Anticholinergic burden and health outcomes among older adults discharged from hospital: results from the CRIME study

Marta Gutiérrez-Valencia, Nicolás Martínez-Velilla, Davide Liborio Vetrano, Andrea Corsonello, Fabrizia Lattanzio, Sergio Ladrón-Arana, Graziano Onder

Research output: Contribution to journalArticlepeer-review


Purpose: The purpose of this study is to investigate whether there is an association between anticholinergic burden and mortality or rehospitalization in older adults discharged from hospital. Methods: Prospective multicenter cohort study carried out with patients aged 65 and older discharged from seven acute care hospitals. The primary outcomes of the study were rehospitalization and mortality within 1 year after discharge. The study population was classified in three groups according to the anticholinergic exposure measured by the Anticholinergic Risk Scale (ARS) and Durán’s list at the time of hospital discharge: without risk (ARS/Durán = 0), low risk (ARS/Durán = 1), and high risk (ARS/Durán ≥ 2). Predictors of hospitalizations and mortality were examined using regression models adjusting for important covariates. Results: The mean age of the 921 participants was 81.2 years (SD = 7.4 years). Prevalence of exposure to medications with anticholinergic activity ranged from 19.6% with ARS to 32.1% with Durán’s list. During the follow-up period, 30.4% of participants were hospitalized and 19.4% died. Multivariate regression analysis showed that low anticholinergic burden quantified according to Durán’s list was significantly associated with all-cause mortality (OR 1.69, 95% CI 1.02–2.82). This association was not present after adjustment when using ARS. No statistically significant association was found between anticholinergic burden and hospitalizations. Conclusions: Taking medications with anticholinergic activity is associated with greater risk of mortality in older adults discharged from acute care hospitals. Strategies to reduce anticholinergic burden in vulnerable elders could be useful to improve health outcomes. Further research is required to assess the association between anticholinergic burden and hospitalizations in older patients.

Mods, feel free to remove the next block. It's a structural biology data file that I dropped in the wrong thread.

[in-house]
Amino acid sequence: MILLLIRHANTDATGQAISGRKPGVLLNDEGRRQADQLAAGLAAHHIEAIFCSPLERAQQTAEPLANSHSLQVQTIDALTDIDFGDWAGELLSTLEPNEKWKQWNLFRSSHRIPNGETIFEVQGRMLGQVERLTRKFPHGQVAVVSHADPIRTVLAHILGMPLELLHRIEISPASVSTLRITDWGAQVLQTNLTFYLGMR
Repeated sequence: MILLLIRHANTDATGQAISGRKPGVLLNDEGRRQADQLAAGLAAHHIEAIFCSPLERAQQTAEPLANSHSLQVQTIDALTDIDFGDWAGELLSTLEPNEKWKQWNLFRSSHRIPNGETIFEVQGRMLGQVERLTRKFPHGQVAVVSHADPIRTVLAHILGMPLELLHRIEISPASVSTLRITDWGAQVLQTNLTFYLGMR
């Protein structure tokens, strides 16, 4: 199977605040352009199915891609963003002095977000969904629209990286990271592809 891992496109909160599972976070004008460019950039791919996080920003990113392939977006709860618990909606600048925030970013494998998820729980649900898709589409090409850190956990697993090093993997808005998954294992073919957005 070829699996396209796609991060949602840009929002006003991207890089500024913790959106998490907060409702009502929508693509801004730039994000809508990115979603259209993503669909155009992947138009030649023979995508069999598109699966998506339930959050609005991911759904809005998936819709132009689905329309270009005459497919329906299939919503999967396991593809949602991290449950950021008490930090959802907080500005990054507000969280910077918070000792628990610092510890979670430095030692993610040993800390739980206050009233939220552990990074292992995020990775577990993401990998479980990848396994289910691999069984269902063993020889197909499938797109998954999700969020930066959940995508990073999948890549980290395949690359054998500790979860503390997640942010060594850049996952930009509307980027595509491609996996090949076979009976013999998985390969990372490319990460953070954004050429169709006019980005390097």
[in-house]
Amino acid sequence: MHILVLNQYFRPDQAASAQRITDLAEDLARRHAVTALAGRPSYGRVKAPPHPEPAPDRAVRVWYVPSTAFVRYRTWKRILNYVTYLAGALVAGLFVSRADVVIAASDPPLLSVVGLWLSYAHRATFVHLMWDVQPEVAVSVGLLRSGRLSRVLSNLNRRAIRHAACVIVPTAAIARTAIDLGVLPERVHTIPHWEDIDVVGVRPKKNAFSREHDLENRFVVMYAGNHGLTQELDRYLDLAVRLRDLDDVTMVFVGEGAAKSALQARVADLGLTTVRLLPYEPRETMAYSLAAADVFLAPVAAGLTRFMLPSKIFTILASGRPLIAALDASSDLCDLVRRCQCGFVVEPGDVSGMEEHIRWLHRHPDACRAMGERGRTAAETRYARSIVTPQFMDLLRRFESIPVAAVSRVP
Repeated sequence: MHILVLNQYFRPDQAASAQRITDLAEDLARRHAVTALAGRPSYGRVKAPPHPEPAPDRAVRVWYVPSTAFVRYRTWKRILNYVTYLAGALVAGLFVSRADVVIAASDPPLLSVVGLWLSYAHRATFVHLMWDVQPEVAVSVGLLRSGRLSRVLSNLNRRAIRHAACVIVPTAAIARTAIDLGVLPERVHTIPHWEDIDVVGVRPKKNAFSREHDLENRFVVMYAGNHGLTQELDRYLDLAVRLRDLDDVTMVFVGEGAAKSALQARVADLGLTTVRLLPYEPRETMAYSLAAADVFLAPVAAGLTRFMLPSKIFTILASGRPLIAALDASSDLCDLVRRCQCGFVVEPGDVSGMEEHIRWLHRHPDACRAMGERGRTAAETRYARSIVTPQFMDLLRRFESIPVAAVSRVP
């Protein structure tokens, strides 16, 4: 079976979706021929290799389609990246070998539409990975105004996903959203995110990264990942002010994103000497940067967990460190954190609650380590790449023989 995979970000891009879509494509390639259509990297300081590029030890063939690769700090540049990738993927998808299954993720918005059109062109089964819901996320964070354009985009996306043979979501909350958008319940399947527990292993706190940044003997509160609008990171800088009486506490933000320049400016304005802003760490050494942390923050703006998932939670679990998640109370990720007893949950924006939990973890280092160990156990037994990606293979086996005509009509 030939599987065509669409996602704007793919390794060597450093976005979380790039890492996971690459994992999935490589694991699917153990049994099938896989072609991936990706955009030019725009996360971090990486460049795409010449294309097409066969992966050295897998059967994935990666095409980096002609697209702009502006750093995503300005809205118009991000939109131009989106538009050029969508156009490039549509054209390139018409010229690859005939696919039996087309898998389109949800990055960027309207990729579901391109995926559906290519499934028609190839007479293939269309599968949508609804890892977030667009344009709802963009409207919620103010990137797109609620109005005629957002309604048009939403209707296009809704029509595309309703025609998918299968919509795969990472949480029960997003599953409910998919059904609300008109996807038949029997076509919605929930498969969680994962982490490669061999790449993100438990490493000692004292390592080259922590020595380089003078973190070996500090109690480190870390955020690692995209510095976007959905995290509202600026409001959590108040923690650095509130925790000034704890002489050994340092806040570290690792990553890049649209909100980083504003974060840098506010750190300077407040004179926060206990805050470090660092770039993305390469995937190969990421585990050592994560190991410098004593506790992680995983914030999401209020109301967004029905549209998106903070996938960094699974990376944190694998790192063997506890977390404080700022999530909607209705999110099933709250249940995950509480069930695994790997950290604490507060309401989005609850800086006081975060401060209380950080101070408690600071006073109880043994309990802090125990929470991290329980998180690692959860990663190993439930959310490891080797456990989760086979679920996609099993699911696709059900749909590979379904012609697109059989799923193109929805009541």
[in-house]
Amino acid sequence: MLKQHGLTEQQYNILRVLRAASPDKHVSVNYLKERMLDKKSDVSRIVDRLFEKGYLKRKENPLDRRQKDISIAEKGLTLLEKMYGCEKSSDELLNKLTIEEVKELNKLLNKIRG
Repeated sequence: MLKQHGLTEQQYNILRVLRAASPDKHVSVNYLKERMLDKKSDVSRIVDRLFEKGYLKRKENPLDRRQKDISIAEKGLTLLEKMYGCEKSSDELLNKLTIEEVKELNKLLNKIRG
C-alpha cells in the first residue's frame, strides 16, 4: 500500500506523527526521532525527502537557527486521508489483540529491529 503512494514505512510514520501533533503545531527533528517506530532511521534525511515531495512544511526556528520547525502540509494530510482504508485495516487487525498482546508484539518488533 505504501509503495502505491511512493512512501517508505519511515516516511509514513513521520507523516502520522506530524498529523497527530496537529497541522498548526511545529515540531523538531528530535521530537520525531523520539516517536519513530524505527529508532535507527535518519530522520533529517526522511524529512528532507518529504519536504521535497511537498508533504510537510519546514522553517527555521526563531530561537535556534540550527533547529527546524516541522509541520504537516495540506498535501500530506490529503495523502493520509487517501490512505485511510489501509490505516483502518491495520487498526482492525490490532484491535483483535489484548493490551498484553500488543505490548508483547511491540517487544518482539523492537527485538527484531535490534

Original languageEnglish
Pages (from-to)1467-1474
Number of pages8
JournalEuropean Journal of Clinical Pharmacology
Issue number11
Publication statusPublished - Aug 1 2017


  • Adverse drug events
  • Anticholinergic burden
  • Elderly
  • Hospitalization
  • Mortality

ASJC Scopus subject areas

  • Pharmacology
  • Pharmacology (medical)


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